Referrals and specialists
A primary care physician can help detect, diagnose and treat a wide range of illnesses and injuries, but if you have symptoms related to a specific field of medicine, or if you’re diagnosed with a specific disease, your doctor may recommend you visit a specialist. Specialists have extensive training and devote their attention to a particular class of injuries or disease. Seeing a specialist can give you access to experts with the knowledge and experience you need to address your particular condition.
Medicare Benefits Solutions
May 4, 2020
Seeing a specialist with Original Medicare
If you have Original Medicare, with or without supplemental Medigap insurance, you can visit any specialist who accepts assignment. This means that the doctor has agreed to accept the Medicare-approved amount as full payment for the services they provide. You don’t need a referral from a primary care doctor before seeing a specialist.
HMOs (Health Maintenance Organizations) will require you to choose a primary care physician within their network of providers when you enroll. You will have to visit your primary doctor in order to get a referral to a specialist when you need one. You’ll be referred to a specialist within the plan’s network. If you choose to visit a specialist outside of the network, you may be responsible for the full amount of costs incurred.
PPOs (Preferred Provider Organizations) do not require you to choose a primary doctor or get a referral to see a specialist. You can visit any specialist as long as they belong to the plan’s network. You may go outside the PPO’s network to see a specialist, but you will likely pay more for their services.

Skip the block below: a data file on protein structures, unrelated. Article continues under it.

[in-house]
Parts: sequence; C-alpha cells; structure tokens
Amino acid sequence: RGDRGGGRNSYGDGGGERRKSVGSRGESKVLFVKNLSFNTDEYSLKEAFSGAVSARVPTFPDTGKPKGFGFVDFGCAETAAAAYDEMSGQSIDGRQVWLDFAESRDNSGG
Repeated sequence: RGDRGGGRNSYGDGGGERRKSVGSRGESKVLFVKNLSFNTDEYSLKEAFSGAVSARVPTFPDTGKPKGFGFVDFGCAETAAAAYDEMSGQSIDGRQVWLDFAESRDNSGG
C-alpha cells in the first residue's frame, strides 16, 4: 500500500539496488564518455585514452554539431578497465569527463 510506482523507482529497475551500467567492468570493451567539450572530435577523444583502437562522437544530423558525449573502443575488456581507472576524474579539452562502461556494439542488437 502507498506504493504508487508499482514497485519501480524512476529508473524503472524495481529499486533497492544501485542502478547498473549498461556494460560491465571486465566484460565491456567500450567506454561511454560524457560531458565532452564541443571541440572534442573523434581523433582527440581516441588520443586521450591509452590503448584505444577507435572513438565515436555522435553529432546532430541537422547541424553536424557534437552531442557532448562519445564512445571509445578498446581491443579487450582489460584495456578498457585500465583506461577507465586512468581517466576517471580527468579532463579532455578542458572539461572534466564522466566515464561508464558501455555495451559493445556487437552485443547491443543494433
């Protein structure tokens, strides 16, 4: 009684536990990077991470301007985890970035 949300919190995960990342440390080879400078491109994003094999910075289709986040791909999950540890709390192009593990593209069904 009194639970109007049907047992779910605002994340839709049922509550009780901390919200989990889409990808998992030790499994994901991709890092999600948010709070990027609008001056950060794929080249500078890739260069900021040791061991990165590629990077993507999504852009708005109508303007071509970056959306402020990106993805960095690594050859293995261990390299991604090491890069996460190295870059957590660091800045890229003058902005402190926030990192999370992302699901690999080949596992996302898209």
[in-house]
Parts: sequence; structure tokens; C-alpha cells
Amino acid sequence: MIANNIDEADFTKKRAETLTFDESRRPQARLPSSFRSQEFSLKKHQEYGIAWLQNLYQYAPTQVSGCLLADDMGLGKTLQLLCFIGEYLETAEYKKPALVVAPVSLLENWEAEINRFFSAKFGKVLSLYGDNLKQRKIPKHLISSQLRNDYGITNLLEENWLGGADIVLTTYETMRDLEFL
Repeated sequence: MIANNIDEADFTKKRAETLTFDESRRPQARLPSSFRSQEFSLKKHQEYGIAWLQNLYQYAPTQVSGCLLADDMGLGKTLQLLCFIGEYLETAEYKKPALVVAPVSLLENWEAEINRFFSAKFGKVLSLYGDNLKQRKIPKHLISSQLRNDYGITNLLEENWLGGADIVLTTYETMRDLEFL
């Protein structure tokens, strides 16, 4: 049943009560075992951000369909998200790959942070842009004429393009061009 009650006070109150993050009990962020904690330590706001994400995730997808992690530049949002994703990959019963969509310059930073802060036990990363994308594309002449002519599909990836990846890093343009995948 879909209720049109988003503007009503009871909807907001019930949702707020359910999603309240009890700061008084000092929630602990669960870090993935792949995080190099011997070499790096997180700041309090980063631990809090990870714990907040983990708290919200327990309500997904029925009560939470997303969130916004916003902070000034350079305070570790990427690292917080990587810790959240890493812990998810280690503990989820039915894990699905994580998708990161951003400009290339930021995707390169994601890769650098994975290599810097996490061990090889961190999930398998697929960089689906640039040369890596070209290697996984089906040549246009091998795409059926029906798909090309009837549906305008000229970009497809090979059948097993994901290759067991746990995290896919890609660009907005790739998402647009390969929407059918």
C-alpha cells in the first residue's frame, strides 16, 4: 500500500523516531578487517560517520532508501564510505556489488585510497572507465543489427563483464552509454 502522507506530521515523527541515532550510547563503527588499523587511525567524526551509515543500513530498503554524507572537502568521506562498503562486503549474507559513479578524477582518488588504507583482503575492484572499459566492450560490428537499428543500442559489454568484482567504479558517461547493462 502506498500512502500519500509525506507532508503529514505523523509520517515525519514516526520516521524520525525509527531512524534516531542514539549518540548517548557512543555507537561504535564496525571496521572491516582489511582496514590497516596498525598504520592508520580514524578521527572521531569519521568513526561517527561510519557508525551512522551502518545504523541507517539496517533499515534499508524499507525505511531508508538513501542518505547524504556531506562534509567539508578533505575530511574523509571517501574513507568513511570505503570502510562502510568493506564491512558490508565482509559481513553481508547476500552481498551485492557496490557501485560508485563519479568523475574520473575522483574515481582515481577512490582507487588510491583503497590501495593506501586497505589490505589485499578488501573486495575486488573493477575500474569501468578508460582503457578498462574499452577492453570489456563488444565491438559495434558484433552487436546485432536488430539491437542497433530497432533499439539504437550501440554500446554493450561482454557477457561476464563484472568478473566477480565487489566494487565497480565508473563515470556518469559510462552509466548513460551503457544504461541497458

Private Fee-for-Service (PFFS) Plans
You will not need to get a referral to see a specialist if you enroll in a PFFS plan, but it’s important to understand your plan’s terms. Some Private Fee-for-Service plans will allow you to visit any specialist who accepts Medicare, while others will limit you to a specific network of providers. If you go outside the plan’s network, you may have to pay more for your services and supplies.
Special Needs Plans (SNPs)
Special Needs Plans limit membership to Medicare recipients with specific conditions or circumstances. You will usually have to choose a primary care physician or care coordinator, and you will likely need a referral to see a specialist. Special Needs Plans give you access within the plan’s network to experts in the field that affects their members. If you qualify for a Special Needs Plan, compare plans and understand the process for referrals and specialists before enrolling.